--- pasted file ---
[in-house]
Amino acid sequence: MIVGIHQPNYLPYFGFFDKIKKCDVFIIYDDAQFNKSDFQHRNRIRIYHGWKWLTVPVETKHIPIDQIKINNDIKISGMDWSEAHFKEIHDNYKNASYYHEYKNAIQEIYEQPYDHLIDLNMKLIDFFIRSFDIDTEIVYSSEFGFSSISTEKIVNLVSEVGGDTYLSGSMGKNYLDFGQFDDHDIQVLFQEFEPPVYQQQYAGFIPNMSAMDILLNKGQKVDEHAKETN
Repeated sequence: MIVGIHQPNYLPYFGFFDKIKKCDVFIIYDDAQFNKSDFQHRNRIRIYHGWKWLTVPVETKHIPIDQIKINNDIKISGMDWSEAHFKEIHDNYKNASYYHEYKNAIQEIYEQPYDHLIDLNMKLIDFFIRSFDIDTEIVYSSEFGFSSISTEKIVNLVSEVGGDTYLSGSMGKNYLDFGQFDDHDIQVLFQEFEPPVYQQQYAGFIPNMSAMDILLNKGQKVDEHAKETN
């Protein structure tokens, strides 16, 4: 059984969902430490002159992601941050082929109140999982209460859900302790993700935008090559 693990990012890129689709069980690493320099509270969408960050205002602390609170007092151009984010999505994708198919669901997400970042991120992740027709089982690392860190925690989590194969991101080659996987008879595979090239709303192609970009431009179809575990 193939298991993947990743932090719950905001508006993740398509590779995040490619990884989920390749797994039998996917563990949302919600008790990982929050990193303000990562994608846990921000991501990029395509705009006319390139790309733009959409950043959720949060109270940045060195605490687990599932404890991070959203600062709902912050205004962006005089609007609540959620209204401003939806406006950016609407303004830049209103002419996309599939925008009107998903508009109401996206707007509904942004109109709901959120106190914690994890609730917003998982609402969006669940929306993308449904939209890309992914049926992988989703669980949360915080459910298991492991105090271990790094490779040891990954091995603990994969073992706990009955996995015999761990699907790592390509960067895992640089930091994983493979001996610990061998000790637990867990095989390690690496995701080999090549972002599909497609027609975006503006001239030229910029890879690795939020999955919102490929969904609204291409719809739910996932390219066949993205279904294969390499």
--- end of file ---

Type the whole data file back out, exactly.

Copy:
[in-house]
Amino acid sequence: MIVGIHQPNYLPYFGFFDKIKKCDVFIIYDDAQFNKSDFQHRNRIRIYHGWKWLTVPVETKHIPIDQIKINNDIKISGMDWSEAHFKEIHDNYKNASYYHEYKNAIQEIYEQPYDHLIDLNMKLIDFFIRSFDIDTEIVYSSEFGFSSISTEKIVNLVSEVGGDTYLSGSMGKNYLDFGQFDDHDIQVLFQEFEPPVYQQQYAGFIPNMSAMDILLNKGQKVDEHAKETN
Repeated sequence: MIVGIHQPNYLPYFGFFDKIKKCDVFIIYDDAQFNKSDFQHRNRIRIYHGWKWLTVPVETKHIPIDQIKINNDIKISGMDWSEAHFKEIHDNYKNASYYHEYKNAIQEIYEQPYDHLIDLNMKLIDFFIRSFDIDTEIVYSSEFGFSSISTEKIVNLVSEVGGDTYLSGSMGKNYLDFGQFDDHDIQVLFQEFEPPVYQQQYAGFIPNMSAMDILLNKGQKVDEHAKETN
């Protein structure tokens, strides 16, 4: 059984969902430490002159992601941050082929109140999982209460859900302790993700935008090559 693990990012890129689709069980690493320099509270969408960050205002602390609170007092151009984010999505994708198919669901997400970042991120992740027709089982690392860190925690989590194969991101080659996987008879595979090239709303192609970009431009179809575990 193939298991993947990743932090719950905001508006993740398509590779995040490619990884989920390749797994039998996917563990949302919600008790990982929050990193303000990562994608846990921000991501990029395509705009006319390139790309733009959409950043959720949060109270940045060195605490687990599932404890991070959203600062709902912050205004962006005089609007609540959620209204401003939806406006950016609407303004830049209103002419996309599939925008009107998903508009109401996206707007509904942004109109709901959120106190914690994890609730917003998982609402969006669940929306993308449904939209890309992914049926992988989703669980949360915080459910298991492991105090271990790094490779040891990954091995603990994969073992706990009955996995015999761990699907790592390509960067895992640089930091994983493979001996610990061998000790637990867990095989390690690496995701080999090549972002599909497609027609975006503006001239030229910029890879690795939020999955919102490929969904609204291409719809739910996932390219066949993205279904294969390499």